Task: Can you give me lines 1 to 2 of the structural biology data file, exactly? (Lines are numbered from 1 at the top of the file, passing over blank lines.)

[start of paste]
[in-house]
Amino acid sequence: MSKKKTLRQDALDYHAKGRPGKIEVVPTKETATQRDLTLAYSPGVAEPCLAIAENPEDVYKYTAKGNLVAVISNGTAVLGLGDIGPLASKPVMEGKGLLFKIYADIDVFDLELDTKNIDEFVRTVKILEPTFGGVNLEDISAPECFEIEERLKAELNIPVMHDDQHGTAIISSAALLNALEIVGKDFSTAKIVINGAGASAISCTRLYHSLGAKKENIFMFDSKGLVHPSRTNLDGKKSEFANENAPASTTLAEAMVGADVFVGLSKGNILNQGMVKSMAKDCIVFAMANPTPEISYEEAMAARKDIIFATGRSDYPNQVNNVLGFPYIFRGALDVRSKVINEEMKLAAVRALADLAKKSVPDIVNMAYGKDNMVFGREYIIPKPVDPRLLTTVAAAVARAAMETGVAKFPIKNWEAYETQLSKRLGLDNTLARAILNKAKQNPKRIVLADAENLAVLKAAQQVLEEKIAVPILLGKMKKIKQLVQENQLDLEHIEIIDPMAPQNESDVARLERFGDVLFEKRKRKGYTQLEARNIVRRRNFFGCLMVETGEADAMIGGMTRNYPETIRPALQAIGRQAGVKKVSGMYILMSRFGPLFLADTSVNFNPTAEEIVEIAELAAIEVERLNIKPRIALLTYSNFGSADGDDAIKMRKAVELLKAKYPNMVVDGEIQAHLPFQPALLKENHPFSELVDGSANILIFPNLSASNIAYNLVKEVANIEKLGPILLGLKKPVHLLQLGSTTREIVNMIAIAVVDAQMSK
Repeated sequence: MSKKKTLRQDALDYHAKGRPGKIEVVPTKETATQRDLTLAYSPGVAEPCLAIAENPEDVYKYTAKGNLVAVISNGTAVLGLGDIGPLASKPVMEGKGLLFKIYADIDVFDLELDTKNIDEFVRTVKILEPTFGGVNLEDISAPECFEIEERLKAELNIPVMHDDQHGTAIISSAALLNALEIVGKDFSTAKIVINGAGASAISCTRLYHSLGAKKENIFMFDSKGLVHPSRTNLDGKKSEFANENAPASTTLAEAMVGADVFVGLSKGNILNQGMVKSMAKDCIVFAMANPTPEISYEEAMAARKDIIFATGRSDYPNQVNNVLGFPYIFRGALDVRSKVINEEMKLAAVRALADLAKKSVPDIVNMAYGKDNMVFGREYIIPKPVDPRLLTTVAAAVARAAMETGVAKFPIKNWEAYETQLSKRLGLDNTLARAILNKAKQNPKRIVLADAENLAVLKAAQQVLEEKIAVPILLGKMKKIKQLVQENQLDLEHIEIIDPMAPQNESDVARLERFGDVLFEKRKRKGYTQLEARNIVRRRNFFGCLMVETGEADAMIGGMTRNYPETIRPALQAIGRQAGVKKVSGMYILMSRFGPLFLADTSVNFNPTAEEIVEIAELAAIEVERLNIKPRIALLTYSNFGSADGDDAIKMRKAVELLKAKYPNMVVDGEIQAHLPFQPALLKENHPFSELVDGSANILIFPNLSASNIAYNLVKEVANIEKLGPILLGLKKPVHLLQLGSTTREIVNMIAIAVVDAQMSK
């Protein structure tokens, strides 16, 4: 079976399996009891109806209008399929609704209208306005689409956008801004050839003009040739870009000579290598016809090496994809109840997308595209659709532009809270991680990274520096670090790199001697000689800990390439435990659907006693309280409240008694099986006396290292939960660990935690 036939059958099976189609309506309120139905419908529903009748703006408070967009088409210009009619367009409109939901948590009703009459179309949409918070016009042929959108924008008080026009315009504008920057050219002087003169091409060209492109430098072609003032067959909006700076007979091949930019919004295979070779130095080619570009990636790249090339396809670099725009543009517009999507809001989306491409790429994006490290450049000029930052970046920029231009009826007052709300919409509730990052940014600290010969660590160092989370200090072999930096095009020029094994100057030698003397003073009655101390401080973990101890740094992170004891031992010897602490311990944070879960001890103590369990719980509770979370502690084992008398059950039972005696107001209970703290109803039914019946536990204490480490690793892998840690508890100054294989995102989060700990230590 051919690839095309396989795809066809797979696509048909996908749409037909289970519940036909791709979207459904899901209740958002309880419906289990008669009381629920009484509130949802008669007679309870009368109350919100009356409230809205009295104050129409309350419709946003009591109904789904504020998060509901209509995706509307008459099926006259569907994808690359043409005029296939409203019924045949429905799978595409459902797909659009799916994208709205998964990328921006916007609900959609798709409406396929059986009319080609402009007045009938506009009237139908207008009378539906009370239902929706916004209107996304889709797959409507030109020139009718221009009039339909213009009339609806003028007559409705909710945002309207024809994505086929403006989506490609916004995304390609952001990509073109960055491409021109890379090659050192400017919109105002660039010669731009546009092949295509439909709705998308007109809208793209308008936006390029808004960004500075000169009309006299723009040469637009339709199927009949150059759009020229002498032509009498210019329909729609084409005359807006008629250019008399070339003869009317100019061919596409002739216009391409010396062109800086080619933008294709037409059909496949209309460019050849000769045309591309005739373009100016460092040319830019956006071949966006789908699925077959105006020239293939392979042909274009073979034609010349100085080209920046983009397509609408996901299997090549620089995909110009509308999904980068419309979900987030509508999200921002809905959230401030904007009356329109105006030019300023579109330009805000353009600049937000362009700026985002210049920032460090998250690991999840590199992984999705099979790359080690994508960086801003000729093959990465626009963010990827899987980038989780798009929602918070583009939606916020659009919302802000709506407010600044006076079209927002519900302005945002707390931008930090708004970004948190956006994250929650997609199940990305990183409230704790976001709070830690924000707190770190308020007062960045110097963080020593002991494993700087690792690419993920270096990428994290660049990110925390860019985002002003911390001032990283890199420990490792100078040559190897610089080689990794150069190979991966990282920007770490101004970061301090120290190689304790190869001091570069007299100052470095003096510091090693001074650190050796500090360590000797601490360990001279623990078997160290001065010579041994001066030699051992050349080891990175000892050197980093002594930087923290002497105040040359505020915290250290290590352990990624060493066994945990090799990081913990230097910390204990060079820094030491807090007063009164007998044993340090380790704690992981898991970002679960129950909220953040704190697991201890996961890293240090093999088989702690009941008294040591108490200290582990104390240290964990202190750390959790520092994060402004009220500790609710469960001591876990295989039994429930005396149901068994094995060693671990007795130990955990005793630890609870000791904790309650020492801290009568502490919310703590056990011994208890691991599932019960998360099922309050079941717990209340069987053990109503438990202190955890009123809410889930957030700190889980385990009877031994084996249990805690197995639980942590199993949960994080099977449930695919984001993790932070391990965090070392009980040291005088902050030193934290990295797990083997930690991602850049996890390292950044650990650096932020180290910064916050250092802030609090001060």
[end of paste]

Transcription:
[in-house]
Amino acid sequence: MSKKKTLRQDALDYHAKGRPGKIEVVPTKETATQRDLTLAYSPGVAEPCLAIAENPEDVYKYTAKGNLVAVISNGTAVLGLGDIGPLASKPVMEGKGLLFKIYADIDVFDLELDTKNIDEFVRTVKILEPTFGGVNLEDISAPECFEIEERLKAELNIPVMHDDQHGTAIISSAALLNALEIVGKDFSTAKIVINGAGASAISCTRLYHSLGAKKENIFMFDSKGLVHPSRTNLDGKKSEFANENAPASTTLAEAMVGADVFVGLSKGNILNQGMVKSMAKDCIVFAMANPTPEISYEEAMAARKDIIFATGRSDYPNQVNNVLGFPYIFRGALDVRSKVINEEMKLAAVRALADLAKKSVPDIVNMAYGKDNMVFGREYIIPKPVDPRLLTTVAAAVARAAMETGVAKFPIKNWEAYETQLSKRLGLDNTLARAILNKAKQNPKRIVLADAENLAVLKAAQQVLEEKIAVPILLGKMKKIKQLVQENQLDLEHIEIIDPMAPQNESDVARLERFGDVLFEKRKRKGYTQLEARNIVRRRNFFGCLMVETGEADAMIGGMTRNYPETIRPALQAIGRQAGVKKVSGMYILMSRFGPLFLADTSVNFNPTAEEIVEIAELAAIEVERLNIKPRIALLTYSNFGSADGDDAIKMRKAVELLKAKYPNMVVDGEIQAHLPFQPALLKENHPFSELVDGSANILIFPNLSASNIAYNLVKEVANIEKLGPILLGLKKPVHLLQLGSTTREIVNMIAIAVVDAQMSK